Click on each photo for enlarged view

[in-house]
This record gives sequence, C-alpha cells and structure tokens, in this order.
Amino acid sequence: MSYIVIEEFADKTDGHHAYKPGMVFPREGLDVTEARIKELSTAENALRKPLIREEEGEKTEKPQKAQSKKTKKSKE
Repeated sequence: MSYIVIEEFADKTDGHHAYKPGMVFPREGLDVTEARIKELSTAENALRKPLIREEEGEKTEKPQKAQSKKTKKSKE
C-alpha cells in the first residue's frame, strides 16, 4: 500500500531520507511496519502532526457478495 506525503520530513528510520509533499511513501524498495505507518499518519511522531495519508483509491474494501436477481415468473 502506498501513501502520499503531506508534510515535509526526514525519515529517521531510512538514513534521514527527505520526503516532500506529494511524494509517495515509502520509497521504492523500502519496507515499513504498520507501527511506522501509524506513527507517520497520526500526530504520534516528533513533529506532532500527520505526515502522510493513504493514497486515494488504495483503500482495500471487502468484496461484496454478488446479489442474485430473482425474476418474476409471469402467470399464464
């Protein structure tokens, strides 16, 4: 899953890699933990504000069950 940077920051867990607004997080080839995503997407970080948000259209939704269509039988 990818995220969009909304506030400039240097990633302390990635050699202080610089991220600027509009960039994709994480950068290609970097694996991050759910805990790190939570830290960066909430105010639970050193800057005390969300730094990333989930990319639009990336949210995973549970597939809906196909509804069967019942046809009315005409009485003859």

W.H. Morley & Sons, made in Germany. Back in the Hey Day of the straight razor Morley razors were well thought of and had a very good following throughout the world razor markets. If you are interested in Morley history,,,,,,W.H. Morley and Sons, known today as having produced some of the most “forgiving” straight razors on the market, was a short-lived trademark owned by German-born Adolph Kastor’s company between 1913 and 1927. Although the four-leaf clover-branded razors were only in production for fourteen years, they are well known in straight razor enthusiast circles for taking and holding an edge easily, and for being sturdy and difficult to damage. Some of the very earliest models featured scales of bone or horn, and brass wedges. Adolph Kastor left Germany in 1870 and joined his uncle, Aaron, in New York, where he worked for his uncle’s hardware supply company. Within a few short years, young Adolph had set his sights on opening his own business, and in 1876 did so, founding Kastor & Brothers, a company that imported German-manufactured knives. Twenty-one years later, the Dingley Tariff, designed to promote local manufacture, made importing too expensive and Kastor’s company started to manufacture their own blades. In 1901, they bought out the Camillus Knife Company and renamed the company the Camillus Cutlery Company, which ran in parallel with Kastor & Bros. In 1913, the company started importing straight razors from Germany again, this time with the brand name W.H. Morley & Sons, and sporting the four-leafed clover on the tang. Morley “Clovers” make superb collectibles and daily shavers. Some of the razors also came with a bull hunting scene pressed into the scales. In 1927, the last of the Morley blades were imported and sold and while the Kastor and Camillus companies continued, W.H. Morley & Sons ceased. Following Adolph Kastor’s death in 1946, the company also dropped the Kastor name and assigned all the company’s trademarks to Camillus Cutlery Company. As an interesting side note, one of the Kastor brothers, Sigmund, was a lead director of Wade & Butcher in Sheffield during World War II.In particular, this razor is in excellent condition. In particular of this razor, it has a 5/8 wide, hollow ground blade that is made of carbon steel. Thois blade carries it's factory original scales that are in unblemished, perfect condition. Honed to provide a smooth, close and comfortable shave this razor comes guaranteed shave ready.